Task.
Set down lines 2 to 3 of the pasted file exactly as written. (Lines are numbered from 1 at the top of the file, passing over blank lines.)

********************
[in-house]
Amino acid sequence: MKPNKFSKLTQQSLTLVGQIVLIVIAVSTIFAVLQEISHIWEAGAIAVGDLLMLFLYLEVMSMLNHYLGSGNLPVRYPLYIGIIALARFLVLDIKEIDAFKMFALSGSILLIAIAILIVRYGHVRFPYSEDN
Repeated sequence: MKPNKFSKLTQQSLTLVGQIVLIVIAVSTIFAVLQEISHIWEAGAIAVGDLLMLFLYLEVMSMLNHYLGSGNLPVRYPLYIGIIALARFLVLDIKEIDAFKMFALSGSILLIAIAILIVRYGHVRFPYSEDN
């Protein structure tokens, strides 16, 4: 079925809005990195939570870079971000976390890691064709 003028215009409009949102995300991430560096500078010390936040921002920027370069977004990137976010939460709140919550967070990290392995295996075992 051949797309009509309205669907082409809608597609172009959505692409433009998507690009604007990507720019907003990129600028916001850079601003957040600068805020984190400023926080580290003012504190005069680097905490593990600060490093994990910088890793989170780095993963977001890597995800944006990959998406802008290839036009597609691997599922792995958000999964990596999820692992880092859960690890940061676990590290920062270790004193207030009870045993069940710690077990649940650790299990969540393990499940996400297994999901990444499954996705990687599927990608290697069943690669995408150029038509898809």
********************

Amino acid sequence: MKPNKFSKLTQQSLTLVGQIVLIVIAVSTIFAVLQEISHIWEAGAIAVGDLLMLFLYLEVMSMLNHYLGSGNLPVRYPLYIGIIALARFLVLDIKEIDAFKMFALSGSILLIAIAILIVRYGHVRFPYSEDN
Repeated sequence: MKPNKFSKLTQQSLTLVGQIVLIVIAVSTIFAVLQEISHIWEAGAIAVGDLLMLFLYLEVMSMLNHYLGSGNLPVRYPLYIGIIALARFLVLDIKEIDAFKMFALSGSILLIAIAILIVRYGHVRFPYSEDN